comprehensive list of benefits of sunlight pls?

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Anonymous #1
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Report Thread starter 6 years ago
#1
I am mildly depressed (manifesting currently in porn/fetish addiction) so unemployed on sick leave I am spending a lot of time upstairs in my bed. I have started to realise I leave the house while it's bright around 3 out of 7 days a week. This is beither responsible bor healthy, but I am.an addict after all lol

however I also have/had health anxiety so a health scare about lack of vitamin D causes cancer or osteoporosis even when young may just be the motivation I need to get outside before nightfall.

thanks
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TwoLimes
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Report 6 years ago
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The sun is a primary source of vitamin D3, and whilst long-term sunlight exposure is known to be associated with skin cancer, aging, immune system suppression and cataracts, without it, you’re even more likely to develop cancers and other serious illnesses. Vitamin D deficiency plays a role in high rates of colon & breast cancer (Garland, University of California), as well as lowering the absorption rate of calcium, which can impact the likelyhood of bone. With more sunlight you’re also at a lower risk of developing multiple sclerosis. Multiple scientific studies have said that those populations living further from the equator have a higher number of people who develop MS, especially if you live there before the age of 15. Sunlight’s also good if you’ve got psoriasis and skin conditions, helping up to clear problems like eczema – and people being encouraged to use sun beds in small doses to boost their exposure to UV light to help dry things up. There’s also been a lot of research on the link between sunlight and mood. One solid study found that sunlight actually increases levels of a natural antidepressant in the brain. On sunny days, the brain produces more of the mood-lifting chemical serotonin than on darker days, so if you get outside when it’s sunny, you’re more likely to feel better, sooner. Further to this, you’re also more likely to sleep betetr at night if you’ve been out in the sun, as your eyes fire messages to your brain when it sees sunlight, which stops the release of melatonin and prevents you getting sleepy. More exposure to sunlight equals less melatonin, which equals MORE melatonin naturally produced at night, which helps you sleep far better.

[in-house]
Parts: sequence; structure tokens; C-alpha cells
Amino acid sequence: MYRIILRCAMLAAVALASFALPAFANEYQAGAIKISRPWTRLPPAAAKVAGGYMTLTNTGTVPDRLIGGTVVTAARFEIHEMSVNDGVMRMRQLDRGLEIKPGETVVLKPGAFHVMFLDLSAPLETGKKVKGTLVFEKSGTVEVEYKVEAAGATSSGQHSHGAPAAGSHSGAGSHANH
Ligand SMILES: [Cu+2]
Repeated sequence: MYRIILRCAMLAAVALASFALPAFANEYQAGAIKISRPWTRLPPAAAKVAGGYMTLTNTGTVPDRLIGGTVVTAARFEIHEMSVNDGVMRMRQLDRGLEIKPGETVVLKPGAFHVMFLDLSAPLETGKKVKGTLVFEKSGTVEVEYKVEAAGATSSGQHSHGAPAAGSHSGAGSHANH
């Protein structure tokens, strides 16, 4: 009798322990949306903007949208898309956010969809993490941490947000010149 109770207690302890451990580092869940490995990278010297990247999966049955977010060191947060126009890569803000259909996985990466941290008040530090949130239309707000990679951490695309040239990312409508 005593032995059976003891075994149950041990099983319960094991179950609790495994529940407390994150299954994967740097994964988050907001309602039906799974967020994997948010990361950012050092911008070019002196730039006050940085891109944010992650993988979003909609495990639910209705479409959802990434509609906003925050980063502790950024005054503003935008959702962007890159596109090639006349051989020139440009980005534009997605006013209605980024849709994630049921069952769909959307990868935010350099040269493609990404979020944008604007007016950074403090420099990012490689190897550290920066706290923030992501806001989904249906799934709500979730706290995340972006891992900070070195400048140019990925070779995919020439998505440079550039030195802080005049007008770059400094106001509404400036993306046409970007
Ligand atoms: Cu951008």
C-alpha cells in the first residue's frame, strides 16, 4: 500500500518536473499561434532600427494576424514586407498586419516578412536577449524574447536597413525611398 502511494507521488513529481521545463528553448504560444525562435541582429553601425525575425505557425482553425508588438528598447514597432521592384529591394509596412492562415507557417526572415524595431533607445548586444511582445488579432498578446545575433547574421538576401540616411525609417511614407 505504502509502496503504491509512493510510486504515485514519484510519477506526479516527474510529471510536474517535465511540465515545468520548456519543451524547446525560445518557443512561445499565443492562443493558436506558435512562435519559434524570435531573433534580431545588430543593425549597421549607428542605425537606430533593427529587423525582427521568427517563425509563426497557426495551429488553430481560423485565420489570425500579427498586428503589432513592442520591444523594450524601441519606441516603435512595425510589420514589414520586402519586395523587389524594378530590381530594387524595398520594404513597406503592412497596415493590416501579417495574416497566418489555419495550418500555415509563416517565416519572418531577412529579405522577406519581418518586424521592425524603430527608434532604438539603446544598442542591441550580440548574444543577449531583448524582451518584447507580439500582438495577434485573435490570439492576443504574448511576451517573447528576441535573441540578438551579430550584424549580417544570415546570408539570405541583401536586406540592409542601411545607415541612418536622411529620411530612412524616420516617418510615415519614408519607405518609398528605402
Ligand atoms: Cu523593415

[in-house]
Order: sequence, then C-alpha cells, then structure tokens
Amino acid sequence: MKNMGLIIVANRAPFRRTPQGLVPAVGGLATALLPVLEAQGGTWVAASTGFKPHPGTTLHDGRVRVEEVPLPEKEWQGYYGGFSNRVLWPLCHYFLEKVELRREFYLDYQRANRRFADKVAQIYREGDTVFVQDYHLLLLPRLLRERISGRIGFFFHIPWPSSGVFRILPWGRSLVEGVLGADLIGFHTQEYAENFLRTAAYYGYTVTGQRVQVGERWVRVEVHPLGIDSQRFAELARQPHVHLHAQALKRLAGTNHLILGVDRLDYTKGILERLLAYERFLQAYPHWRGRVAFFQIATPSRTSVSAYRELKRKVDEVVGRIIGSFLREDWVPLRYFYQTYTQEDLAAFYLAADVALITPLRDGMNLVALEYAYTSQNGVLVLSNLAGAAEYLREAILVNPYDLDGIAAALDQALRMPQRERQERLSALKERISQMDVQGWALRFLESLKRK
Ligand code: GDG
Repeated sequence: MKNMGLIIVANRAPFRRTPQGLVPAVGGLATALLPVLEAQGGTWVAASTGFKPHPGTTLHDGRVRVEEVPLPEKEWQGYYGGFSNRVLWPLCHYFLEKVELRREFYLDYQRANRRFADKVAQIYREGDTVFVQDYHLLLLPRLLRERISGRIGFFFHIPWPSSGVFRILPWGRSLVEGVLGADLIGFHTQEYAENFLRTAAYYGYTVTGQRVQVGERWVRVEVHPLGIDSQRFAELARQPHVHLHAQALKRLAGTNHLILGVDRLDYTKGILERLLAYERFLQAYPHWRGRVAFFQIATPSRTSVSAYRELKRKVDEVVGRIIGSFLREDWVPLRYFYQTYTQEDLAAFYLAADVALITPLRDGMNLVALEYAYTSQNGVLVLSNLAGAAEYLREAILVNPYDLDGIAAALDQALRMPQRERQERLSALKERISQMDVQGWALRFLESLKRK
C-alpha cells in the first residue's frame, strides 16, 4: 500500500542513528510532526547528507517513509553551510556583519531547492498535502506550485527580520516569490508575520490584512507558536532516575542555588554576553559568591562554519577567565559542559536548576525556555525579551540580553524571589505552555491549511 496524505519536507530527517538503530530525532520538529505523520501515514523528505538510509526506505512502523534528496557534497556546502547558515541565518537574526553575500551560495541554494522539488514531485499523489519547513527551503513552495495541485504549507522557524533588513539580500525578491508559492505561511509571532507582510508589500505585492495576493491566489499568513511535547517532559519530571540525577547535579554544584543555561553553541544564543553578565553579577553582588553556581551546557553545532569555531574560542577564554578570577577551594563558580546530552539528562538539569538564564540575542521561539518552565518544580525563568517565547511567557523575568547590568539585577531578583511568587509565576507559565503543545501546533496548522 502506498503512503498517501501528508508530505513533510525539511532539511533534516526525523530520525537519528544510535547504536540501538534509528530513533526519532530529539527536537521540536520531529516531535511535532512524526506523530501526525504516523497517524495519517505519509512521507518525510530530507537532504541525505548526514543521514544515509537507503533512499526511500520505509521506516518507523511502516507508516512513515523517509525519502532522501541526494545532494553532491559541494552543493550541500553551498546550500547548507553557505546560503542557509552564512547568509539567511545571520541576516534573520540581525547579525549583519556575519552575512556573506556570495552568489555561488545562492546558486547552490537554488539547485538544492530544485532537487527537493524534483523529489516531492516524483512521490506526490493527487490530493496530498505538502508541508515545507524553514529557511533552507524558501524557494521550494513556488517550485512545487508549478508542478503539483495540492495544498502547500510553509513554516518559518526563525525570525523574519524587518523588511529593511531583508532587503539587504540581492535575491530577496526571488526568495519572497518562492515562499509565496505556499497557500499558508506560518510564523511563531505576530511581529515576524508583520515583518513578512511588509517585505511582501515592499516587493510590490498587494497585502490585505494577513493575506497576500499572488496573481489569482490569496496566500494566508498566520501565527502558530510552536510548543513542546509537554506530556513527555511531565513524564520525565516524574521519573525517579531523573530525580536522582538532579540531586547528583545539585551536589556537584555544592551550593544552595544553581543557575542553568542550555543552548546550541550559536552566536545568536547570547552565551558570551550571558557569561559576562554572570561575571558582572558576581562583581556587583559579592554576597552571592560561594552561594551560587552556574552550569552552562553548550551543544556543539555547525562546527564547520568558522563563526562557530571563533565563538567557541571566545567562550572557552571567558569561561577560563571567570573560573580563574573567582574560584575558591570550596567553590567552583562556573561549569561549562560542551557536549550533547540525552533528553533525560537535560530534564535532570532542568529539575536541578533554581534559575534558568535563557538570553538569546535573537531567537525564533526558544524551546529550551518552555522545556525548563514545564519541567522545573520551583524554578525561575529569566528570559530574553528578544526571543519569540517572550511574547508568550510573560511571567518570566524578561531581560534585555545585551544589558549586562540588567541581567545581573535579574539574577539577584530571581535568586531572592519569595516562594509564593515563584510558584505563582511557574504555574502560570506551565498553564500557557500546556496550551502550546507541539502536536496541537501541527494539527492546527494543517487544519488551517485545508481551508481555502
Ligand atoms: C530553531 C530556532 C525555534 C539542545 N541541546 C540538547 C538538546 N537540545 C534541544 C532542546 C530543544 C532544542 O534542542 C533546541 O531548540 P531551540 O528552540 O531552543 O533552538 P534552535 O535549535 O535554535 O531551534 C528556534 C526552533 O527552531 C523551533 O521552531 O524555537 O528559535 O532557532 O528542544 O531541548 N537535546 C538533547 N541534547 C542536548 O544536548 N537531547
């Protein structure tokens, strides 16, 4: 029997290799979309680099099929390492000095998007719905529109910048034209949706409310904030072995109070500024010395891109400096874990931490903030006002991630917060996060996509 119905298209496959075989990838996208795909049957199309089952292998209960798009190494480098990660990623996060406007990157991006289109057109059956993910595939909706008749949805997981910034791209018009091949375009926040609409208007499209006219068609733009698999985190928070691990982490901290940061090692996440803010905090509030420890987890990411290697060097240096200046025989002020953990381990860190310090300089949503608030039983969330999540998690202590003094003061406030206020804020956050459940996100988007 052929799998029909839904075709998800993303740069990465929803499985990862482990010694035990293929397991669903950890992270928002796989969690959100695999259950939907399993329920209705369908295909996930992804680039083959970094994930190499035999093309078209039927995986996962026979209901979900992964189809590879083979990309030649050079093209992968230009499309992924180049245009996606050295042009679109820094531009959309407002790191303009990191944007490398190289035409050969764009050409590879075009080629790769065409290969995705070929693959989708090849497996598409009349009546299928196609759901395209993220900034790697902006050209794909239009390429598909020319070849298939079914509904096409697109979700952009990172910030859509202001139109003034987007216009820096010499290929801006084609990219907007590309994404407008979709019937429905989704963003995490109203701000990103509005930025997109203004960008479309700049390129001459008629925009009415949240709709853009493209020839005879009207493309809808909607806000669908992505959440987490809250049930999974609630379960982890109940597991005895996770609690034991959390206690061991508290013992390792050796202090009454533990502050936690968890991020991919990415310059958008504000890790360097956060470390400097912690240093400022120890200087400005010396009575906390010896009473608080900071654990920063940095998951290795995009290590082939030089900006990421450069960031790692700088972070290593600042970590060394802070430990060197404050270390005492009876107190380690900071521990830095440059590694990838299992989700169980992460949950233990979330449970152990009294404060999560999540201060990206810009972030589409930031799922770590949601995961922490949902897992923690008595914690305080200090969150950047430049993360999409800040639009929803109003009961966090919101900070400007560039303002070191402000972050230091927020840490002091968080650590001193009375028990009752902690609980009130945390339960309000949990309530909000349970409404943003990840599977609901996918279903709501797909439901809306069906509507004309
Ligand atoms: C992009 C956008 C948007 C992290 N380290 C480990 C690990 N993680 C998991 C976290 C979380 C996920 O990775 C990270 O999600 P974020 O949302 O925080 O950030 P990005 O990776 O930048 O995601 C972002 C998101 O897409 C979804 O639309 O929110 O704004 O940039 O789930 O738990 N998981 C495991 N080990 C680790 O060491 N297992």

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Anonymous #1
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Report Thread starter 6 years ago
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(Original post by TwoLimes)
The sun is a primary source of vitamin D3, and whilst long-term sunlight exposure is known to be associated with skin cancer, aging, immune system suppression and cataracts, without it, you’re even more likely to develop cancers and other serious illnesses. Vitamin D deficiency plays a role in high rates of colon & breast cancer (Garland, University of California), as well as lowering the absorption rate of calcium, which can impact the likelyhood of bone. With more sunlight you’re also at a lower risk of developing multiple sclerosis. Multiple scientific studies have said that those populations living further from the equator have a higher number of people who develop MS, especially if you live there before the age of 15. Sunlight’s also good if you’ve got psoriasis and skin conditions, helping up to clear problems like eczema – and people being encouraged to use sun beds in small doses to boost their exposure to UV light to help dry things up. There’s also been a lot of research on the link between sunlight and mood. One solid study found that sunlight actually increases levels of a natural antidepressant in the brain. On sunny days, the brain produces more of the mood-lifting chemical serotonin than on darker days, so if you get outside when it’s sunny, you’re more likely to feel better, sooner. Further to this, you’re also more likely to sleep betetr at night if you’ve been out in the sun, as your eyes fire messages to your brain when it sees sunlight, which stops the release of melatonin and prevents you getting sleepy. More exposure to sunlight equals less melatonin, which equals MORE melatonin naturally produced at night, which helps you sleep far better.
Wonderful, thank you
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